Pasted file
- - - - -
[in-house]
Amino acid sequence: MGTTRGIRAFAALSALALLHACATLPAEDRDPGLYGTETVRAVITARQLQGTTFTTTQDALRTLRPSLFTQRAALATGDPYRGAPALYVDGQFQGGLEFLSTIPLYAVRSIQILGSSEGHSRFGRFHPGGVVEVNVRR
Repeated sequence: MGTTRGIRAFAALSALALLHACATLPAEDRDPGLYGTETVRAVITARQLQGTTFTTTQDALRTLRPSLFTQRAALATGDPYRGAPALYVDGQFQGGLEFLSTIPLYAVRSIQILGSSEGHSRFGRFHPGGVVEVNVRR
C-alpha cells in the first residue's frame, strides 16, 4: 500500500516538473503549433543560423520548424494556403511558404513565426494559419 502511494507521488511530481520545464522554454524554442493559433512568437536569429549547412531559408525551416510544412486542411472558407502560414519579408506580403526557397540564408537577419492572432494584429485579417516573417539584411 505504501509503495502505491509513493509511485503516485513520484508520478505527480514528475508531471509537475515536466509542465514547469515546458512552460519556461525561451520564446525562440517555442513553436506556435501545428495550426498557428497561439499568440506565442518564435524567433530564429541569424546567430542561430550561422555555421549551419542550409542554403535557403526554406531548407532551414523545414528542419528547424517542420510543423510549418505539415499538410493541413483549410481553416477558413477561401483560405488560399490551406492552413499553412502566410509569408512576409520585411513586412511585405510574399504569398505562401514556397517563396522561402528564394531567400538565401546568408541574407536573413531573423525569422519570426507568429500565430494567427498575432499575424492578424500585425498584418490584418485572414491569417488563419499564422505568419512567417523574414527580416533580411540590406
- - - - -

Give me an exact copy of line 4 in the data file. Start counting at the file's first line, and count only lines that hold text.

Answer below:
C-alpha cells in the first residue's frame, strides 16, 4: 500500500516538473503549433543560423520548424494556403511558404513565426494559419 502511494507521488511530481520545464522554454524554442493559433512568437536569429549547412531559408525551416510544412486542411472558407502560414519579408506580403526557397540564408537577419492572432494584429485579417516573417539584411 505504501509503495502505491509513493509511485503516485513520484508520478505527480514528475508531471509537475515536466509542465514547469515546458512552460519556461525561451520564446525562440517555442513553436506556435501545428495550426498557428497561439499568440506565442518564435524567433530564429541569424546567430542561430550561422555555421549551419542550409542554403535557403526554406531548407532551414523545414528542419528547424517542420510543423510549418505539415499538410493541413483549410481553416477558413477561401483560405488560399490551406492552413499553412502566410509569408512576409520585411513586412511585405510574399504569398505562401514556397517563396522561402528564394531567400538565401546568408541574407536573413531573423525569422519570426507568429500565430494567427498575432499575424492578424500585425498584418490584418485572414491569417488563419499564422505568419512567417523574414527580416533580411540590406